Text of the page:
The second model of opposition is characteristic of authoritarian countries. Given the immoral actions committed by authoritarian regimes, members of the opposition might be convinced that cooperating with the regime in some way legitimises it in all its abhorrent nature. Not to appear as though endorsing the immoral regime, the opposition in authoritarian countries usually stands in complete resistance to the ruling power.

An example of this type of opposition would be Alexei Navalny in Russia. Navalny’s total rejection of the Putin administration excludes the possibility of cooperating with the government, and therefore it makes him an outsider to Russian politics. His total resistance also resulted in the complete isolation and irrelevance of Navalny in Russian political life. Until 2013, Putin never even called him by his name, and it has been uttered only a handful of times by the Russian President since. In the early years, he was at best referred to by the President as ‘this gentleman’, or more recently, as the ‘patient in a Berlin clinic’ (after his poisoning, Navalny recovered in a clinic in the German capital). No major change has happened to Russian institutions or legislations thanks to Navalny’s work—while certainly, his opposition was a source of inspiration for many intellectuals who were even a priori opposing the regime, barely did he ever achieve any tangible results. Nevertheless,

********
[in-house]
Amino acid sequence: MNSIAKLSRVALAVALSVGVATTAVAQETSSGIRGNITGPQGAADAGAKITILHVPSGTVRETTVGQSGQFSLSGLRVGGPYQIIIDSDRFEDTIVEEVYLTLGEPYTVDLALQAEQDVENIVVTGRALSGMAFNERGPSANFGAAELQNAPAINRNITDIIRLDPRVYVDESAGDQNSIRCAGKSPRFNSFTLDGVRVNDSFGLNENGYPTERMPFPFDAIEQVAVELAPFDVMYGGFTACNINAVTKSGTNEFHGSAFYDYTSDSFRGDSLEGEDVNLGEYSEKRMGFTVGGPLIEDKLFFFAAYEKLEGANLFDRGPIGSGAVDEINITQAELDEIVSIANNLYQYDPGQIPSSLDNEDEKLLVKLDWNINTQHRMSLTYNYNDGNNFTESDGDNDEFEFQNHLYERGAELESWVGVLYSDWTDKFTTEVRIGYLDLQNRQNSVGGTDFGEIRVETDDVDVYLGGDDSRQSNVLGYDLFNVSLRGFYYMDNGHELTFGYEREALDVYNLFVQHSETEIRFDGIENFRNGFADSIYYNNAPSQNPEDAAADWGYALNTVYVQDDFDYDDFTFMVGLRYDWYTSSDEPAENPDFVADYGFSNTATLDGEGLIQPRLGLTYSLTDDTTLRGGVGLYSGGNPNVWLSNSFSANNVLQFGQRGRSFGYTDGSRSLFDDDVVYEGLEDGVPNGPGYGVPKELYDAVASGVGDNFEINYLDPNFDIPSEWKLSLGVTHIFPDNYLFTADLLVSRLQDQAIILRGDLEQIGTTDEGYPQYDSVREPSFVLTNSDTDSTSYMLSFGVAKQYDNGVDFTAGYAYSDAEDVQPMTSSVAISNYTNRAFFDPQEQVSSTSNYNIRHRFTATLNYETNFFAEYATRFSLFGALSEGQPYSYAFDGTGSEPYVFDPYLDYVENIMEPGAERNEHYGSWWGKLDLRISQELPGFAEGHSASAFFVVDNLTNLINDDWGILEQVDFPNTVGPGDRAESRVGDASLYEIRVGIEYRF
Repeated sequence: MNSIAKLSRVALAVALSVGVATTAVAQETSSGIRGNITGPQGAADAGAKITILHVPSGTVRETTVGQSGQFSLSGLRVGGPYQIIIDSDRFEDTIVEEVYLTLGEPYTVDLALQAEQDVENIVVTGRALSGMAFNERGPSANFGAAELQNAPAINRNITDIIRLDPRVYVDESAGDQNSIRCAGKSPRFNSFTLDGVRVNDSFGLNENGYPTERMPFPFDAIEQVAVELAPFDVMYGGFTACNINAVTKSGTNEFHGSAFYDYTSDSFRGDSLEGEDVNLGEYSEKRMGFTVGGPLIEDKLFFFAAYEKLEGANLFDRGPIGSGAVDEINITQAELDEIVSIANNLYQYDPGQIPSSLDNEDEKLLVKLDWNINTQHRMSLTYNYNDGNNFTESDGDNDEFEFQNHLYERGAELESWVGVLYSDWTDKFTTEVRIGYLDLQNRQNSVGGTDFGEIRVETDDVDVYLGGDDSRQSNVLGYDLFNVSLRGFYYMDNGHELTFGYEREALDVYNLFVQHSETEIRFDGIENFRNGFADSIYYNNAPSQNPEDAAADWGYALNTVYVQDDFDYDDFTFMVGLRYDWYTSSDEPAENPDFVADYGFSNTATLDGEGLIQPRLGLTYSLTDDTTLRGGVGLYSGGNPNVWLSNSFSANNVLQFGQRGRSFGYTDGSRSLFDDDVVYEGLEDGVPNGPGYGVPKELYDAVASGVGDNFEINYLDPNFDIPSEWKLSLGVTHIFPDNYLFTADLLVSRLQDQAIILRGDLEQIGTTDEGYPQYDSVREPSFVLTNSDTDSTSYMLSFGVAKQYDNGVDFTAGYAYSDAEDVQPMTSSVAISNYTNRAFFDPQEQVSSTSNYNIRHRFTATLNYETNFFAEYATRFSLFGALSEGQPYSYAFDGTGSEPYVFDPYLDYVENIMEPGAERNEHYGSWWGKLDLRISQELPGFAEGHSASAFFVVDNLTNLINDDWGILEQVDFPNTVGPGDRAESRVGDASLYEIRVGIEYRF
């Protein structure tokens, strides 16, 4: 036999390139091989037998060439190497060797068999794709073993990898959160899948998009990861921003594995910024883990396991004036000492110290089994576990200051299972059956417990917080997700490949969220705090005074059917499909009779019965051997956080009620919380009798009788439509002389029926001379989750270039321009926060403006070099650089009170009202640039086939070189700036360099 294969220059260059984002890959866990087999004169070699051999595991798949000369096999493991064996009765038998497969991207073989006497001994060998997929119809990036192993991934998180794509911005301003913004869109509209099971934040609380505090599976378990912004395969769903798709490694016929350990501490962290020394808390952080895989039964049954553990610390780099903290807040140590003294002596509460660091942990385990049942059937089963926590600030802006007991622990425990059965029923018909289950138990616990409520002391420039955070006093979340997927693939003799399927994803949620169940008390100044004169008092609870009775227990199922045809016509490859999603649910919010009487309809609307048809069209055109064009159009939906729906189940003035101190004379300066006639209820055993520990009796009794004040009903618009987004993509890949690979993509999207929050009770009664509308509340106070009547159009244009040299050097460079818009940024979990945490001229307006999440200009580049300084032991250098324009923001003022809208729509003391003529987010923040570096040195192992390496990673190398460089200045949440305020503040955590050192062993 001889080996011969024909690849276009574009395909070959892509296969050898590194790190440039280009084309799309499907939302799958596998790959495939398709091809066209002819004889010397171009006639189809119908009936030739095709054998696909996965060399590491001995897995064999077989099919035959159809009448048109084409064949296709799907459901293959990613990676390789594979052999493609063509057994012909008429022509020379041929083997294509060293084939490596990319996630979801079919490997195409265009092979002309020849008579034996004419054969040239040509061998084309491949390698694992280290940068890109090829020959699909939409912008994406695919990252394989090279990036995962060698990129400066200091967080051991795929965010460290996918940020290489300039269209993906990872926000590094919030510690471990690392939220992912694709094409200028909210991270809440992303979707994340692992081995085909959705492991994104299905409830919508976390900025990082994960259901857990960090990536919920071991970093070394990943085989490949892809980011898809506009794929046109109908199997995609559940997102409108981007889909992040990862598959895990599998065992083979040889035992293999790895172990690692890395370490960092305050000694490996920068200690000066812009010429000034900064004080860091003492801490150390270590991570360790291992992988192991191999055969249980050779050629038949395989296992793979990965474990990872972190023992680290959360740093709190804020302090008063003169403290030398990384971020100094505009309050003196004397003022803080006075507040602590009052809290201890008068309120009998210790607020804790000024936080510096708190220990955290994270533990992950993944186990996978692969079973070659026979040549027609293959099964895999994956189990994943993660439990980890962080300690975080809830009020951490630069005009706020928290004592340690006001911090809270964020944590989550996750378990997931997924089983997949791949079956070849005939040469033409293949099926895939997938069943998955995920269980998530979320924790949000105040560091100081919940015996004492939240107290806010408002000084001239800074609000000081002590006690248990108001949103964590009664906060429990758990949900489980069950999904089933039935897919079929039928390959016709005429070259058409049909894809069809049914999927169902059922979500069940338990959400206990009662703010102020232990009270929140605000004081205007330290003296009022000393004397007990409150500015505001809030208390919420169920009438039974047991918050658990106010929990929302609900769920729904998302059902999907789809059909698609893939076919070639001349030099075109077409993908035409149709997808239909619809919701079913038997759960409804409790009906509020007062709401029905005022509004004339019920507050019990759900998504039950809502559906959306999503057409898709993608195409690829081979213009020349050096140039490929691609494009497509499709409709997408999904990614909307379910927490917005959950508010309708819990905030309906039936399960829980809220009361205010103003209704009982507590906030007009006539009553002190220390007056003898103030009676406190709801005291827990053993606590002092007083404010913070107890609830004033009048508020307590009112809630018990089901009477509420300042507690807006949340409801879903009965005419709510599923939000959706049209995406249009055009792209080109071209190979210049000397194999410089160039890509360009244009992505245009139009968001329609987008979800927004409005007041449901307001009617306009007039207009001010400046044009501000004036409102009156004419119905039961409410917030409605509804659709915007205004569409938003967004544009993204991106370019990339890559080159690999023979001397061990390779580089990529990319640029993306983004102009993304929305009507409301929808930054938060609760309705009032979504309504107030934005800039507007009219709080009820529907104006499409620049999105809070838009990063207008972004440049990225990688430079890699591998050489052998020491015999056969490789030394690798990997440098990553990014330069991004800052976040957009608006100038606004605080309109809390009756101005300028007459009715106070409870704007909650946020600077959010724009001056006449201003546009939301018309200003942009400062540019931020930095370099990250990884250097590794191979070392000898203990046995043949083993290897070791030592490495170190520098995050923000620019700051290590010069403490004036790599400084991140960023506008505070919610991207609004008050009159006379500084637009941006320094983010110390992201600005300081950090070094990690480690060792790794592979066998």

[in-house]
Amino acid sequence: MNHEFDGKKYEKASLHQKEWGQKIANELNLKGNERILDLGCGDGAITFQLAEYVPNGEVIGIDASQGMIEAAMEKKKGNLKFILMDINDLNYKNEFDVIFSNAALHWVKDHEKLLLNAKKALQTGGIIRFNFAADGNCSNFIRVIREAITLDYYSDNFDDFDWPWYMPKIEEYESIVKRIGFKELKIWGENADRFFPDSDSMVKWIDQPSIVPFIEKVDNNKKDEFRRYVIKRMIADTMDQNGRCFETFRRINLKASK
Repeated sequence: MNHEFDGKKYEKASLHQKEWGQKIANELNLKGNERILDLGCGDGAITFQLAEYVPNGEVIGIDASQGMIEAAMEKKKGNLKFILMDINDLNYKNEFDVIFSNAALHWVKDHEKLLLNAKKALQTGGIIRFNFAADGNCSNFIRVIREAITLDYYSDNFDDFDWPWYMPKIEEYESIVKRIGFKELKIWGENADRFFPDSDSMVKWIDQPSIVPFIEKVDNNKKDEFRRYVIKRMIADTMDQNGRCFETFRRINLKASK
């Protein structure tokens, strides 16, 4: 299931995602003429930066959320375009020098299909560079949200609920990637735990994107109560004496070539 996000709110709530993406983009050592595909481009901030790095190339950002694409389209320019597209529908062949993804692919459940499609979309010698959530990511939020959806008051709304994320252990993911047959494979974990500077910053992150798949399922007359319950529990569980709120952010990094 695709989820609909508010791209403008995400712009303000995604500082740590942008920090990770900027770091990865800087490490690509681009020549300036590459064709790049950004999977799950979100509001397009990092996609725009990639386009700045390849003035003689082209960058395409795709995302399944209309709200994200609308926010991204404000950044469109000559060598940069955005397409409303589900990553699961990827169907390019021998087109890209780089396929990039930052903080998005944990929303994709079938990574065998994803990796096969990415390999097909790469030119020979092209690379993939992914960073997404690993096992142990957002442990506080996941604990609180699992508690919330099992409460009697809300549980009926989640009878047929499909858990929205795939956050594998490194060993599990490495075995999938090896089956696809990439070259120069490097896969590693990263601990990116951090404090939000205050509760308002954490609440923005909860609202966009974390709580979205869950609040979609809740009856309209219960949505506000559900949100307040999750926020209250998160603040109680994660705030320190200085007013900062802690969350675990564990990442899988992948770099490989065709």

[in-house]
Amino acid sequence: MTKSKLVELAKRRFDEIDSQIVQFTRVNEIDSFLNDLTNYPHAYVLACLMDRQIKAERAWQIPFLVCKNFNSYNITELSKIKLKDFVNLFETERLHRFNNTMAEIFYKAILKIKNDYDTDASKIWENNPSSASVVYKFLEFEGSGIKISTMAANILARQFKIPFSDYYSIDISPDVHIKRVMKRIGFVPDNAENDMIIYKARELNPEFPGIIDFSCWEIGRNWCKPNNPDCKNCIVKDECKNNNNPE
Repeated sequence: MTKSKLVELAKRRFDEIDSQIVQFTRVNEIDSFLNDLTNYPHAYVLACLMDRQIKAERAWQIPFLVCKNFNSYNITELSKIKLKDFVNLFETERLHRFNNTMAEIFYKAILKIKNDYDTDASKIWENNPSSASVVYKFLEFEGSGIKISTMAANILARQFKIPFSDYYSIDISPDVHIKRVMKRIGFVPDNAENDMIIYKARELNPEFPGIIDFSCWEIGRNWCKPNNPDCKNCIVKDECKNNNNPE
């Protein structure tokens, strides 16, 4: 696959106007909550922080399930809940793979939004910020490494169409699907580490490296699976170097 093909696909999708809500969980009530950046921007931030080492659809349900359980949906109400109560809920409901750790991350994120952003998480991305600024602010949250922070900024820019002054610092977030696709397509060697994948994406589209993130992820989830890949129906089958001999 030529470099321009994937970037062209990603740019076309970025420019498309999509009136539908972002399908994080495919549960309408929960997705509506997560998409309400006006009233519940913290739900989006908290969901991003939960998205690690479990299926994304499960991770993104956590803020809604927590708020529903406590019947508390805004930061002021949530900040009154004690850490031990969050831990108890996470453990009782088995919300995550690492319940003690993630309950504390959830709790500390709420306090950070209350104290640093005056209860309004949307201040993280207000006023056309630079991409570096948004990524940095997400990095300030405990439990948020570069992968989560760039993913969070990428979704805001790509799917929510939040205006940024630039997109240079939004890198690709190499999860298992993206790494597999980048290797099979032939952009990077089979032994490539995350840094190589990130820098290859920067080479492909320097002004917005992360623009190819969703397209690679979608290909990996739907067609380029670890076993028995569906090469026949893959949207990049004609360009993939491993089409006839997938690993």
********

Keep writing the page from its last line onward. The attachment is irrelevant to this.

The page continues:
such total opposition to authoritarian regimes is morally important, even if they are more often futile than not.

This type of total rejection of the regime demonstrates that the system is rotten to the core, or in other words, beyond repair.